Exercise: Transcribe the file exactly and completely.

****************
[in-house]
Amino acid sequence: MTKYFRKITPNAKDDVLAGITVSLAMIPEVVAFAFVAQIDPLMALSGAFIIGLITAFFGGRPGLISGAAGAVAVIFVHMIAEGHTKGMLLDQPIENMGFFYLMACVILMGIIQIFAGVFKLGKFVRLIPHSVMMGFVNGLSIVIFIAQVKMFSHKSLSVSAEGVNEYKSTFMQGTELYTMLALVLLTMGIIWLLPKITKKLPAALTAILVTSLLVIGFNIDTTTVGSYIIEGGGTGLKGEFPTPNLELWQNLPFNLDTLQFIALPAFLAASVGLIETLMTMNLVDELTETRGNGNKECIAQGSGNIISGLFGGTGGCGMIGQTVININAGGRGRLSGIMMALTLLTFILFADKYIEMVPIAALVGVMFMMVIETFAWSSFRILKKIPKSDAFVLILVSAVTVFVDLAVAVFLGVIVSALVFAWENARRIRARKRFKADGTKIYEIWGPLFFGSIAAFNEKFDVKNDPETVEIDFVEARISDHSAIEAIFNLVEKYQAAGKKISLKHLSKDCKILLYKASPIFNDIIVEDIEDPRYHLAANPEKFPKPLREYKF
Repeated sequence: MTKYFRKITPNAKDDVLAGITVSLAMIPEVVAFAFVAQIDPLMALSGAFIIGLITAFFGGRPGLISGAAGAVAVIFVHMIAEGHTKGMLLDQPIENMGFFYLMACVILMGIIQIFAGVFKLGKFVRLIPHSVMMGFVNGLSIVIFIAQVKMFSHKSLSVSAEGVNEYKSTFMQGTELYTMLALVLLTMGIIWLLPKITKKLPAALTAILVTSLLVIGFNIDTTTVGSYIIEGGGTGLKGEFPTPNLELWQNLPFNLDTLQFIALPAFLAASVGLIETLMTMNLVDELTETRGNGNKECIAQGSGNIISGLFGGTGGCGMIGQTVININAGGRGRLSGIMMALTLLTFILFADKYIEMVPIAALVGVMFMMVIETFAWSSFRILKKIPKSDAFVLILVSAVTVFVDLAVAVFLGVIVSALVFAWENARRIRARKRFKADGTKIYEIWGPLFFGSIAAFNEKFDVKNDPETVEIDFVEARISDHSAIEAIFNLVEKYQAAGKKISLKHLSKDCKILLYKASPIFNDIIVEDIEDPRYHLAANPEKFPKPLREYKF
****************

[in-house]
Amino acid sequence: MTKYFRKITPNAKDDVLAGITVSLAMIPEVVAFAFVAQIDPLMALSGAFIIGLITAFFGGRPGLISGAAGAVAVIFVHMIAEGHTKGMLLDQPIENMGFFYLMACVILMGIIQIFAGVFKLGKFVRLIPHSVMMGFVNGLSIVIFIAQVKMFSHKSLSVSAEGVNEYKSTFMQGTELYTMLALVLLTMGIIWLLPKITKKLPAALTAILVTSLLVIGFNIDTTTVGSYIIEGGGTGLKGEFPTPNLELWQNLPFNLDTLQFIALPAFLAASVGLIETLMTMNLVDELTETRGNGNKECIAQGSGNIISGLFGGTGGCGMIGQTVININAGGRGRLSGIMMALTLLTFILFADKYIEMVPIAALVGVMFMMVIETFAWSSFRILKKIPKSDAFVLILVSAVTVFVDLAVAVFLGVIVSALVFAWENARRIRARKRFKADGTKIYEIWGPLFFGSIAAFNEKFDVKNDPETVEIDFVEARISDHSAIEAIFNLVEKYQAAGKKISLKHLSKDCKILLYKASPIFNDIIVEDIEDPRYHLAANPEKFPKPLREYKF
Repeated sequence: MTKYFRKITPNAKDDVLAGITVSLAMIPEVVAFAFVAQIDPLMALSGAFIIGLITAFFGGRPGLISGAAGAVAVIFVHMIAEGHTKGMLLDQPIENMGFFYLMACVILMGIIQIFAGVFKLGKFVRLIPHSVMMGFVNGLSIVIFIAQVKMFSHKSLSVSAEGVNEYKSTFMQGTELYTMLALVLLTMGIIWLLPKITKKLPAALTAILVTSLLVIGFNIDTTTVGSYIIEGGGTGLKGEFPTPNLELWQNLPFNLDTLQFIALPAFLAASVGLIETLMTMNLVDELTETRGNGNKECIAQGSGNIISGLFGGTGGCGMIGQTVININAGGRGRLSGIMMALTLLTFILFADKYIEMVPIAALVGVMFMMVIETFAWSSFRILKKIPKSDAFVLILVSAVTVFVDLAVAVFLGVIVSALVFAWENARRIRARKRFKADGTKIYEIWGPLFFGSIAAFNEKFDVKNDPETVEIDFVEARISDHSAIEAIFNLVEKYQAAGKKISLKHLSKDCKILLYKASPIFNDIIVEDIEDPRYHLAANPEKFPKPLREYKF